Friday, August 9th / Weekend Movies / Performing Arts / NY TIMES / David Kehr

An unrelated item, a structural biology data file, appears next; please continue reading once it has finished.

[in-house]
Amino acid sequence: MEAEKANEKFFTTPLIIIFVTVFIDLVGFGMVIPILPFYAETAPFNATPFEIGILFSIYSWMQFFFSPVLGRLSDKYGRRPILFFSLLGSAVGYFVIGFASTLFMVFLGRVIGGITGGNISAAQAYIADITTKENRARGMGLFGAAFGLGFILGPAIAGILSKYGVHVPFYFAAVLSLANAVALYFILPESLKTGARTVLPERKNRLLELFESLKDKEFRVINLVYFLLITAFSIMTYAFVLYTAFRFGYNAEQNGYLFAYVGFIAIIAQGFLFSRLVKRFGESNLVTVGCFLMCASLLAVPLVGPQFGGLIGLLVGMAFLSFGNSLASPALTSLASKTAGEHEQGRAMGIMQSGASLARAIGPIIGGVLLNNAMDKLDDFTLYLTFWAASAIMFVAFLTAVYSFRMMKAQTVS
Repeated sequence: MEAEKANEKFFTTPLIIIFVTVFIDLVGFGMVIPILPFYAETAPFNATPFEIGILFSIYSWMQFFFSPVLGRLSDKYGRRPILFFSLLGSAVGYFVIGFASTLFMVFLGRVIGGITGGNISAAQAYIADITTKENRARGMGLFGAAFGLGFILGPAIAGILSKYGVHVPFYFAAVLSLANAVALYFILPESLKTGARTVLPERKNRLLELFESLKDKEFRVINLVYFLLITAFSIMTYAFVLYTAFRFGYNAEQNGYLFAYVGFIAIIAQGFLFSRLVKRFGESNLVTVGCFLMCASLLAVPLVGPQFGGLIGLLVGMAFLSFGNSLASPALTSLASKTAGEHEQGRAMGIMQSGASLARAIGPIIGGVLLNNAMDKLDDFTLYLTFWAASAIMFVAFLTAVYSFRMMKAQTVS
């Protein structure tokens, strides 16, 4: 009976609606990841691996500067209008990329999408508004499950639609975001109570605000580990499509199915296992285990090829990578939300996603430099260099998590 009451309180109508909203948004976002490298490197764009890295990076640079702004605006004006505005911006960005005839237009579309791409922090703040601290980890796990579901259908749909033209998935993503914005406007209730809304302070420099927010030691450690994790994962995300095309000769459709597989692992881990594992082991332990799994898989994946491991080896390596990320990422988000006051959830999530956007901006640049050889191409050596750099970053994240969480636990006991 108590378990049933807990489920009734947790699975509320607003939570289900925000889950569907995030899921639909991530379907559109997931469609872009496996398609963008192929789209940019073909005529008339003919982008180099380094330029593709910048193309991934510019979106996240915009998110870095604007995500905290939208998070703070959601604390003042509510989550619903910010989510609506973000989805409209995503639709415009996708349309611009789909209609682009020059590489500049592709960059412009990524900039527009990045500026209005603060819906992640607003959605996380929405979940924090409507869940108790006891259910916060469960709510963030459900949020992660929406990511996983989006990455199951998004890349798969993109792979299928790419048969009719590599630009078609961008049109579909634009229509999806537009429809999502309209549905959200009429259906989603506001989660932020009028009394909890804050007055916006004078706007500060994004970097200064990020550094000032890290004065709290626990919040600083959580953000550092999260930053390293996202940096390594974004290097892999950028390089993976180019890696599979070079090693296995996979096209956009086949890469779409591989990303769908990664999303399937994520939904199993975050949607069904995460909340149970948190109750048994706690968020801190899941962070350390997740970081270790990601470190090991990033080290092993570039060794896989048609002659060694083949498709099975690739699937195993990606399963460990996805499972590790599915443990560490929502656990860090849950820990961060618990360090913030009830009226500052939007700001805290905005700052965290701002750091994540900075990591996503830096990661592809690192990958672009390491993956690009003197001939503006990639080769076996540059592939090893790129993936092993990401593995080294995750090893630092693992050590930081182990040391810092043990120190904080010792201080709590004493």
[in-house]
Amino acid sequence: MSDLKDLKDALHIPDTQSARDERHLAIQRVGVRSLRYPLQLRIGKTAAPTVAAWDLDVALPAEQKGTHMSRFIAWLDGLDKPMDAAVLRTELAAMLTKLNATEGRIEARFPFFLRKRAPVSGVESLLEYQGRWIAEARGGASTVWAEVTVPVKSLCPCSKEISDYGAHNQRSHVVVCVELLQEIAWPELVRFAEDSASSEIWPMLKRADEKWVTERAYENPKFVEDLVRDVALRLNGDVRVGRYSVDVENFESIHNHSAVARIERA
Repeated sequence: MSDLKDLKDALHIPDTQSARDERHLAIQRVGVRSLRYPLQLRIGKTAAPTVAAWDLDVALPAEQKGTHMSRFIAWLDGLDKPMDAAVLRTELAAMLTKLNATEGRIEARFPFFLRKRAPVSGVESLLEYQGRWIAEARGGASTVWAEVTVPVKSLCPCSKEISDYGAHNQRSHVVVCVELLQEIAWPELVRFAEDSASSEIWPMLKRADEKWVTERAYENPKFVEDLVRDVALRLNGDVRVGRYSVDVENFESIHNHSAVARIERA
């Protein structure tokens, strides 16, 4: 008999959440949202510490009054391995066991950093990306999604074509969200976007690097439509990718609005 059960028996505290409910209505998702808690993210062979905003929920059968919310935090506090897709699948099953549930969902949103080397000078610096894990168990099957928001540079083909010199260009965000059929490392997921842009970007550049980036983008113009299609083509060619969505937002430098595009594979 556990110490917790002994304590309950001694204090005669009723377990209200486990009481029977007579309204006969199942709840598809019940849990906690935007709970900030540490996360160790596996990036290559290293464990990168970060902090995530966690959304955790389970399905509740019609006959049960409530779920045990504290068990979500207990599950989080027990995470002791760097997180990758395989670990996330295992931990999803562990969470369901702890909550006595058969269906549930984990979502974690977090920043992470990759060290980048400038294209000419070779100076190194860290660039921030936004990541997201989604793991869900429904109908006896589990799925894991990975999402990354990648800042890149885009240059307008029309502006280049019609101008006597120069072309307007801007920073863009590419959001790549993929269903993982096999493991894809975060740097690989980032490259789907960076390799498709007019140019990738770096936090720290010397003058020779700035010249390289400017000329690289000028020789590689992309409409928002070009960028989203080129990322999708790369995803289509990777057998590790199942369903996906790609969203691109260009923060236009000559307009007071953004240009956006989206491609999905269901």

Lives of Struggle Illuminate a Job Where Less is More She has freedom, she works where she wants and when she wants, she makes a ton of money, and she’s not even attractive.” So speaks one of the professional exotic dancers in Jill Morley’s documentary “Stripped”, speaking enviously of one of her sisters on the seedy New York-New Jersey “adult entertainment” circuit. The line, with its seamless blend of empowerment rhetoric and old-fashioned cattiness, seems to embody many of the contradictions of 21st-century feminism – as does, in a larger sense, the film itself. Ms. Morley, who wrote, directed and produced “Stripped”, is present through most of her movie, either on camera or on the soundtrack. An actress and playwright, she drifted into stripping to support her theatrical activities, which include one previous treatment of this material, the off, off Broadway play “True Confessions of a Go-Go Girl”. As Ms. Morley, an attractive red-head with a practiced smoldering look, explains: “I didn’t know what that would be like – to be that kind of girl. It was a good acting challenge for me.” Plus, at least at first, stripping seemed no worse than any of the other dead-end jobs Ms. Morley had endured as a struggling young artist in New York. But stripping turns out to have a significant psychic cost. As the women tell their stories, several strong themes emerge: almost all of them report feeling shy, unloved and desperately unattractive as children; almost all had glamorous, sexy mothers and distant fathers; almost all admit to extensive cosmetic surgery; almost all sense an estrangement from their own sexuality and a growing disgust with men. Eventually, Ms. Morley decided to get out of the business, an option not open to those of her colleagues with families or drug habits to support. The most sharply etched of Ms. Morley’s subjects is Angela, a tall, angelic 37-year-old blonde brimming with anger and contempt. “You’re like a farmer,” she says of her work as a New Jersey lap dancer, “you go out there and harvest money.”. She’s proud of her breast implants, which allow her to harvest an additional $150 to $200 a night. This is empowerment of some kind, but at the cost of serious self-mutilation. As we learn in a postscript, Angela’s eventual cost was even higher. “Stripped” was made over seven years, and Ms. Morley’s filmmaking skills grow visible as the movie goes on. There is a thrilling moment when she graduates from amateurish analog video to the sharper, more stable digital variety and a truly glorious one, when she finally replaces the tiinny sound of her camera microphone with the work of a professional sound crew. The film, which opens today in Manhattan, is far from sleek and polished, in the manner of HBO, but it’s much the better for it. Ms. Morley leaves in her contradictions and loose ends, where a more “professional” approach to this material would probably try to obscure them behind slick graphics. This is a bumpy ride, but one worth taking.